In the last two years, Penn State University Libraries has seen rapid adoption of its information literacy microcredentials among students. Microcredentials—transferable forms of metadata-encoded, performance-based educational credits—are not new; they started gaining traction in academic libraries around 2012. What is different at Penn State is that to help manage the sudden volume of badge submissions, librarians have turned to a new ally: artificial intelligence (AI).
Degrees and professional certifications are valuable, but in many scenarios it’s important and cost effective to have a way to showcase granular skills. Microcredentials—also known as digital credentials or digital badges—are competency-based methods of demonstrated learning that do just that. For instance, a badge may show achievement in Java programming or project management, which can help a candidate land a job promotion or earn a classroom grade.
At Penn State University Libraries, we’re embracing and rethinking microcredentials. We see them as an opportunity to extend our reach and deepen students’ engagement with information literacy—and we see librarians as best positioned to evaluate these essential skills.
Usage of microcredentials at Penn State has recently exploded. From 2013 to 2016, we issued 160 total badges; in academic year 2017–2018, we issued 3,585. We attribute this boom to a broader national awareness of these educational credits and to the school successfully marketing the benefits of the program.
In 2013, when this virtual currency was fairly new, the library conducted a survey of employers from 10 different industries to figure out which information literacy skills would translate best to the job market. Online Learning Librarian Victoria Raish and I used the survey rankings to inform the design of activities for 10 microcredentials to be embedded within general education courses. We created badges for search, inquiry, and organization topics such as keywords, ethics, and citations. Our goal was that, by graduation, students would complete all badges to earn the “über badge,” which could be leveraged in portfolios, résumés, or on social networking sites as a conversation starter with potential employers. Badge earners even have control over what metadata is displayed, such as the date earned, steps required to complete the credential, or actual work submitted to earn it.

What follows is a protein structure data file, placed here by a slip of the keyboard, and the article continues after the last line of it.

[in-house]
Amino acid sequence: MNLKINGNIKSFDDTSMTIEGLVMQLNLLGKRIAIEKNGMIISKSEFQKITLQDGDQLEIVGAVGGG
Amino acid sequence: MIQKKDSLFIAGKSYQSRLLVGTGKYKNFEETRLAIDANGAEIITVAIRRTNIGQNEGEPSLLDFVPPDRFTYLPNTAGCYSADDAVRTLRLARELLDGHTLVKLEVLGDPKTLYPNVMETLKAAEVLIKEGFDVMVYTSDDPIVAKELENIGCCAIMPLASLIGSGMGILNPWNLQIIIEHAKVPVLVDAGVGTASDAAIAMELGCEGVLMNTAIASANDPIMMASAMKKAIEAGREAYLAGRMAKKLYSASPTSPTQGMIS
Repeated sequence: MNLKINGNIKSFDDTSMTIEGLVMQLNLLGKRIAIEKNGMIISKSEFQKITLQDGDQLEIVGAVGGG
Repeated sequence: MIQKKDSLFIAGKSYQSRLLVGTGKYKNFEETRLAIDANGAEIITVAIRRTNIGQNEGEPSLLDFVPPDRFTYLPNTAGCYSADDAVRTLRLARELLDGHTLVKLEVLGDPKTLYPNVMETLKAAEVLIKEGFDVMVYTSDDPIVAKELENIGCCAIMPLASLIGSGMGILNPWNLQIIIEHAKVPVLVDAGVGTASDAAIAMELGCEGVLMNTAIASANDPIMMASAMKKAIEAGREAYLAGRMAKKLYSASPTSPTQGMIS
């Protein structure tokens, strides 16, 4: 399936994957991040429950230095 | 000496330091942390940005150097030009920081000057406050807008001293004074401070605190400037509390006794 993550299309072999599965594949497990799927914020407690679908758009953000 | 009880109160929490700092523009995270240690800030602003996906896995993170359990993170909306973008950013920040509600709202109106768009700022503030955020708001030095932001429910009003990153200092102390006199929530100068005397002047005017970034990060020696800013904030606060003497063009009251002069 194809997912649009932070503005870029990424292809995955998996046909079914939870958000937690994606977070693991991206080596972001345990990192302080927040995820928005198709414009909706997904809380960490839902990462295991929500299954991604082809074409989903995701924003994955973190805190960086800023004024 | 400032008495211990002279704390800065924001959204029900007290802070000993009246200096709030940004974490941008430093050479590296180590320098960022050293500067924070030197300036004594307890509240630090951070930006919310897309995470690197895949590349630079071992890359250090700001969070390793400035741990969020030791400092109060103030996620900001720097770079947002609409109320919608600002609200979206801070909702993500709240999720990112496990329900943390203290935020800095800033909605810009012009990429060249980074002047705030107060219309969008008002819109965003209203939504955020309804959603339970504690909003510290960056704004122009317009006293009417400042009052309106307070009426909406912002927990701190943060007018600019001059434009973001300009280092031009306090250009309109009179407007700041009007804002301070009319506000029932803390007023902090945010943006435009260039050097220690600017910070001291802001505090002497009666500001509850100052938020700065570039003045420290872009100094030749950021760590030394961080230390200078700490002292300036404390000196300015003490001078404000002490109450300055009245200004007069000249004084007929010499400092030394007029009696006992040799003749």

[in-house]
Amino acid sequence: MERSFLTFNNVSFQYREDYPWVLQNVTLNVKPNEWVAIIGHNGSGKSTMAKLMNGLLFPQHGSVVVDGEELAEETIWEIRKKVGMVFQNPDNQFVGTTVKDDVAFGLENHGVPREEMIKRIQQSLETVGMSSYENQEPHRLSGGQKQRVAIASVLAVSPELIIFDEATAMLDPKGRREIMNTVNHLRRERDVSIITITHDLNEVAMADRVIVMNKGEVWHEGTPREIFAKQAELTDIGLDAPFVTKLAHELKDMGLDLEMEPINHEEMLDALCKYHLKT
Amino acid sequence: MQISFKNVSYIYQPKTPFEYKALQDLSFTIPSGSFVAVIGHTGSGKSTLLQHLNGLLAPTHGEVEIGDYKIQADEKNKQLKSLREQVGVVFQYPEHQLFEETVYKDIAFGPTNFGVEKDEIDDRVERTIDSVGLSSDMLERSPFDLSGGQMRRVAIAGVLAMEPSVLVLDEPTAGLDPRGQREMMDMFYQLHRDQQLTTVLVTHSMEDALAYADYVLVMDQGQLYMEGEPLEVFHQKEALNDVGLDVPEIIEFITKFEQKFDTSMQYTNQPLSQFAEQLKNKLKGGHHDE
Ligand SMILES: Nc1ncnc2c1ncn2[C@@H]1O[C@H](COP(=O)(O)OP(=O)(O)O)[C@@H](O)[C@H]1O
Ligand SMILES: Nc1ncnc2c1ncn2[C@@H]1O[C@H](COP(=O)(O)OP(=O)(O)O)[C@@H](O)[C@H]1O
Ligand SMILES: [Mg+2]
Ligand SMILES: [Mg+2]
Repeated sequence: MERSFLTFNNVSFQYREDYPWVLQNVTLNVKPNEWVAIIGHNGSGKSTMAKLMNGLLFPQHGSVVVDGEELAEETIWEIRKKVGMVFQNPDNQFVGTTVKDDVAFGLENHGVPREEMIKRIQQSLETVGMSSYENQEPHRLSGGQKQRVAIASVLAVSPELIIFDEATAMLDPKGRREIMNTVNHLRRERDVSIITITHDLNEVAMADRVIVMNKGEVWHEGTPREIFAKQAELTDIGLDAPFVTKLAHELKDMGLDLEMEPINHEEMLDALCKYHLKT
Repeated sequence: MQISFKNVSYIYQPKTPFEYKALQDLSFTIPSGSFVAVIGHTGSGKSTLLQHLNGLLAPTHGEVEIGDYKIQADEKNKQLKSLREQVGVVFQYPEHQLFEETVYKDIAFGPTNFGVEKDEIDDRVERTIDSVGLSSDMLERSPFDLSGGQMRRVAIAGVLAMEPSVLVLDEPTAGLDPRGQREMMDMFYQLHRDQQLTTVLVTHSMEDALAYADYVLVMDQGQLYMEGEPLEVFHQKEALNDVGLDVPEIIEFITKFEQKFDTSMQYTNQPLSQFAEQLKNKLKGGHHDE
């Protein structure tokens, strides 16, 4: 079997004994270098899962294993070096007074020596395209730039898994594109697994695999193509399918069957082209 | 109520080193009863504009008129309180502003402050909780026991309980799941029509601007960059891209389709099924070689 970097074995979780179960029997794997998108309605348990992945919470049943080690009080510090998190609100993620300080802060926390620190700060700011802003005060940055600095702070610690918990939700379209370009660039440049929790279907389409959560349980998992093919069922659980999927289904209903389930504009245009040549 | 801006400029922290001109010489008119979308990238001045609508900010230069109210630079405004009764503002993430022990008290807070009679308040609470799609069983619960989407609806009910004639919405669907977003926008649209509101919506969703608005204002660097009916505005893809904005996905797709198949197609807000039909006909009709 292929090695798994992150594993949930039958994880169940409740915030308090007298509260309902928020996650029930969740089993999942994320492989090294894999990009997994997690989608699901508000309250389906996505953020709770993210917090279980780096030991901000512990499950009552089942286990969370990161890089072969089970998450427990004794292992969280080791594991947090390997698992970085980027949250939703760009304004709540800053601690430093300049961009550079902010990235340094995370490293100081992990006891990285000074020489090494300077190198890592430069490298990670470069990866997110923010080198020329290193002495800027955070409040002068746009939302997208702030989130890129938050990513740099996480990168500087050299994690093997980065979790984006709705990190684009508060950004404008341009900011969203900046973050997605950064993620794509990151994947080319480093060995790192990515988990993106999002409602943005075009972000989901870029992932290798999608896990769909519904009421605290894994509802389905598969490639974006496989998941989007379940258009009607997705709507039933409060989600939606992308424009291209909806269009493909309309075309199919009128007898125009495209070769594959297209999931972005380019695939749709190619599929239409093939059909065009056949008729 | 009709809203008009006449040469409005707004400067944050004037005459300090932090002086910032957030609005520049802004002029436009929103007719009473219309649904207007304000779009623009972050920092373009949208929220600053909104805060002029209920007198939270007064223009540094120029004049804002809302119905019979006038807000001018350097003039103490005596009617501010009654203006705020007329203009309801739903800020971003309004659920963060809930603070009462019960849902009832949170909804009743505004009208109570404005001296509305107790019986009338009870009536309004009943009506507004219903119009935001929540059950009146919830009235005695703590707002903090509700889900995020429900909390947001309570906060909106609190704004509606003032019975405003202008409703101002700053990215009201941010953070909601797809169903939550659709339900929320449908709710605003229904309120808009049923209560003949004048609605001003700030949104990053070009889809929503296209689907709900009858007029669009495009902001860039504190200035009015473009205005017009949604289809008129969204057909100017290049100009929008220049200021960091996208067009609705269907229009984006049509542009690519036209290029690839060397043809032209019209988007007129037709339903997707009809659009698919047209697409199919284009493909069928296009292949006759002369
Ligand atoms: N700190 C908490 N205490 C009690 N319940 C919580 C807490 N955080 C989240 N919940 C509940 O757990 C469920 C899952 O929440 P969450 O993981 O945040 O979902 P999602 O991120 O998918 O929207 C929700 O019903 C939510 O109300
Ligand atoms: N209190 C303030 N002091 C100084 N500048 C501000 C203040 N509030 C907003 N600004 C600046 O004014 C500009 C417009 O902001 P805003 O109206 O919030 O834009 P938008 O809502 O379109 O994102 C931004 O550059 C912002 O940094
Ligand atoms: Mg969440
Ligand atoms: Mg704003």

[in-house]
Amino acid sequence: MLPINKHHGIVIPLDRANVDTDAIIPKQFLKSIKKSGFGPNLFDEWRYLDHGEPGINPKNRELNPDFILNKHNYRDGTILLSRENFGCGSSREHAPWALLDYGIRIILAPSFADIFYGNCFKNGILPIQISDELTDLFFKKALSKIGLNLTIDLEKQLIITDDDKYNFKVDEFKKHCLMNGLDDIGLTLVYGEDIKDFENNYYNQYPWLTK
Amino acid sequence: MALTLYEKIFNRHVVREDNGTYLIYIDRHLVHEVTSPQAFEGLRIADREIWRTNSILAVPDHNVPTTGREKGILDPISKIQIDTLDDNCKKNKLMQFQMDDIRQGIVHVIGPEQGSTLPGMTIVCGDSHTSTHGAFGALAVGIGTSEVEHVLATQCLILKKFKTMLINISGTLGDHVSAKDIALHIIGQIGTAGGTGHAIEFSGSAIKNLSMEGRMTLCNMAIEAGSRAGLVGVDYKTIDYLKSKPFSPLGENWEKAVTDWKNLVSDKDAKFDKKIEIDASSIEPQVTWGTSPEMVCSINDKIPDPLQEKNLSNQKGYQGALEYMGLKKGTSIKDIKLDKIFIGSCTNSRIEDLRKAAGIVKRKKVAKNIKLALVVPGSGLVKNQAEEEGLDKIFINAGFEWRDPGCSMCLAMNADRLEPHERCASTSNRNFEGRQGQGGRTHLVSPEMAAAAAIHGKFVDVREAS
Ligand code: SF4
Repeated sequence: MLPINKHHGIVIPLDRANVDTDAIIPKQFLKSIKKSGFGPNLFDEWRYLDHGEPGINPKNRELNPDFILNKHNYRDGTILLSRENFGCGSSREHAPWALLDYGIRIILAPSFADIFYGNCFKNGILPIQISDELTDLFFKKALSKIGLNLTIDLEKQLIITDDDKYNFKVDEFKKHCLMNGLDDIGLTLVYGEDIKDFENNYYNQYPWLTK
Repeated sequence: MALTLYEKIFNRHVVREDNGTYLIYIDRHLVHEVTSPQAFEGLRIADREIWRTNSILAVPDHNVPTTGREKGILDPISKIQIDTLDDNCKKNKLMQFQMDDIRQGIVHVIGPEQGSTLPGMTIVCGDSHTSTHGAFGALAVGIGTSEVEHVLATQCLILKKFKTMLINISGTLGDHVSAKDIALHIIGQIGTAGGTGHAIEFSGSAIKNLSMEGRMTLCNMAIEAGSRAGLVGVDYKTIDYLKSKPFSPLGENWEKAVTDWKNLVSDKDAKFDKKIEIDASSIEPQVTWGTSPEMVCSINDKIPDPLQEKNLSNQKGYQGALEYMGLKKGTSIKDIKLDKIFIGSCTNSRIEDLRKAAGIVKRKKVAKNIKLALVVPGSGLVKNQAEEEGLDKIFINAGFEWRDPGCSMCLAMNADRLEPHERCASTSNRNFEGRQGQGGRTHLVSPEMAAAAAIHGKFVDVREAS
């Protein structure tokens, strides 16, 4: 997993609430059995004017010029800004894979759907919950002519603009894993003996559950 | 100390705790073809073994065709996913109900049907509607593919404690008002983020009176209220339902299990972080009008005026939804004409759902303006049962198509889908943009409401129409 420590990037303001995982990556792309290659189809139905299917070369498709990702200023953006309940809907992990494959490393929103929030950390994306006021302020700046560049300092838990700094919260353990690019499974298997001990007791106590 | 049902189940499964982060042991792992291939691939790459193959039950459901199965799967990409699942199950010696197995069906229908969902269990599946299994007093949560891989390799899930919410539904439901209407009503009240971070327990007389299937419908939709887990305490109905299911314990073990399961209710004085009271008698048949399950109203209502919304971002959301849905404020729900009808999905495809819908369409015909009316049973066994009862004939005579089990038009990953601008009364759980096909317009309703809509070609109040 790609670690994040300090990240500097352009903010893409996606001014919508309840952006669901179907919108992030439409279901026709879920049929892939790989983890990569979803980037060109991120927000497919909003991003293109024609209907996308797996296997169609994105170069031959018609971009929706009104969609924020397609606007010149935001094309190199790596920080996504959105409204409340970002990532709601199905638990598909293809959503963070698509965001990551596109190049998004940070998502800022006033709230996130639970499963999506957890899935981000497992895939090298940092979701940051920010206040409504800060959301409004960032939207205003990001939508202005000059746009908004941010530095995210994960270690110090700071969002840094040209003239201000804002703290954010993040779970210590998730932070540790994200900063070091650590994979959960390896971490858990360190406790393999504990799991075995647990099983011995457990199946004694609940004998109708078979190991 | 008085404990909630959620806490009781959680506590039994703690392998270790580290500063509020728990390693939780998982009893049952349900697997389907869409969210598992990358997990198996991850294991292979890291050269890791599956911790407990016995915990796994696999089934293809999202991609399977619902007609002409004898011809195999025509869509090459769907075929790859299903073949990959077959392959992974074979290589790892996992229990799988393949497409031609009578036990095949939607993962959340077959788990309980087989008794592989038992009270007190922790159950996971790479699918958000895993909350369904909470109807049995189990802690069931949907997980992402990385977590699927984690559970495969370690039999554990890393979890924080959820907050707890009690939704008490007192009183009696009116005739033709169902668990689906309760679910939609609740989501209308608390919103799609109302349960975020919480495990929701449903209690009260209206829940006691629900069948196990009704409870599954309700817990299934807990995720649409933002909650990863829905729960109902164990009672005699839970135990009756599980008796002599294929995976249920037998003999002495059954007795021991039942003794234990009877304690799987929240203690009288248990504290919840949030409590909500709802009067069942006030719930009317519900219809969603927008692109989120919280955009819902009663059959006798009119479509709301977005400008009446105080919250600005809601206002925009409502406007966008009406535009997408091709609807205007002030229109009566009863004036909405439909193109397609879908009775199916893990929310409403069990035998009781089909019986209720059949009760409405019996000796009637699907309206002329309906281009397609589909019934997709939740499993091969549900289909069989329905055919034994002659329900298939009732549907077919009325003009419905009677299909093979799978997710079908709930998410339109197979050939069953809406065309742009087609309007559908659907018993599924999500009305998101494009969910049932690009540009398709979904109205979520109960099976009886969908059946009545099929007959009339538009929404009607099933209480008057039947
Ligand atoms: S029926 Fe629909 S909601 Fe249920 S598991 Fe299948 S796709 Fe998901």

As with nearly all microcredentialing programs, the evidence that learners submit to show they’ve successfully completed a series of steps must be assessed. Quizzes can be automatically graded, but it gets tricky when prompts ask for written responses. In 2017, a team of 14 Penn State employees evaluated more than 10,000 individual badge steps. Giving personalized feedback didn’t easily scale to the large number of submissions, so staffers began to wonder if AI could be a potential or partial solution.
We wanted to keep librarians in the feedback loop but saw a place for AI to triage some aspects of evaluation. Serendipitously, Penn State’s Nittany AI Alliance was offering seed funding for internal projects, so we partnered with the College of Information Science and Technology to develop a tool that integrates human and algorithmic capabilities. We named our AI technology mArI, in honor of Mary McCammon and Mary Katherine Yntema, the first two female computer science faculty members at Penn State.
The technology, which was added to our microcredentialing process in beta in 2018, mainly helps in two ways. For students, a feature called Text on Target uses machine learning to compare drafted responses to previous submissions, so they know if their answers are likely to be scored successfully. For graders, mArI can detect the complexity and grade level of a response, which allows them to focus on providing personalized feedback.
Our hope is that microcredentials and AI will stretch students’ educational dollars and save library staff time. Our story is one of teamwork, partnerships, and an educational technology that has finally arrived.